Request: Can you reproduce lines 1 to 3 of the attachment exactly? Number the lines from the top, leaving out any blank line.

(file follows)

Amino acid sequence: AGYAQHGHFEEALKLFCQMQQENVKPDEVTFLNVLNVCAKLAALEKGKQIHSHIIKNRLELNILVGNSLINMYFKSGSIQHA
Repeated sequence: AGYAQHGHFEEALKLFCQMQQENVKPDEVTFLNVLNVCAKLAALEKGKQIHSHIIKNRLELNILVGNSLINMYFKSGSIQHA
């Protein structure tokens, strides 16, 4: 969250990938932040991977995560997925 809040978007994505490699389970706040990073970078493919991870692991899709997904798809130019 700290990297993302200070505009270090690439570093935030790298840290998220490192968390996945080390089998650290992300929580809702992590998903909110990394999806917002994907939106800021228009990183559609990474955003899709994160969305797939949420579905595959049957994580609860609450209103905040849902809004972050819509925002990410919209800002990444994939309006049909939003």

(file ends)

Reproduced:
Amino acid sequence: AGYAQHGHFEEALKLFCQMQQENVKPDEVTFLNVLNVCAKLAALEKGKQIHSHIIKNRLELNILVGNSLINMYFKSGSIQHA
Repeated sequence: AGYAQHGHFEEALKLFCQMQQENVKPDEVTFLNVLNVCAKLAALEKGKQIHSHIIKNRLELNILVGNSLINMYFKSGSIQHA
């Protein structure tokens, strides 16, 4: 969250990938932040991977995560997925 809040978007994505490699389970706040990073970078493919991870692991899709997904798809130019 700290990297993302200070505009270090690439570093935030790298840290998220490192968390996945080390089998650290992300929580809702992590998903909110990394999806917002994907939106800021228009990183559609990474955003899709994160969305797939949420579905595959049957994580609860609450209103905040849902809004972050819509925002990410919209800002990444994939309006049909939003």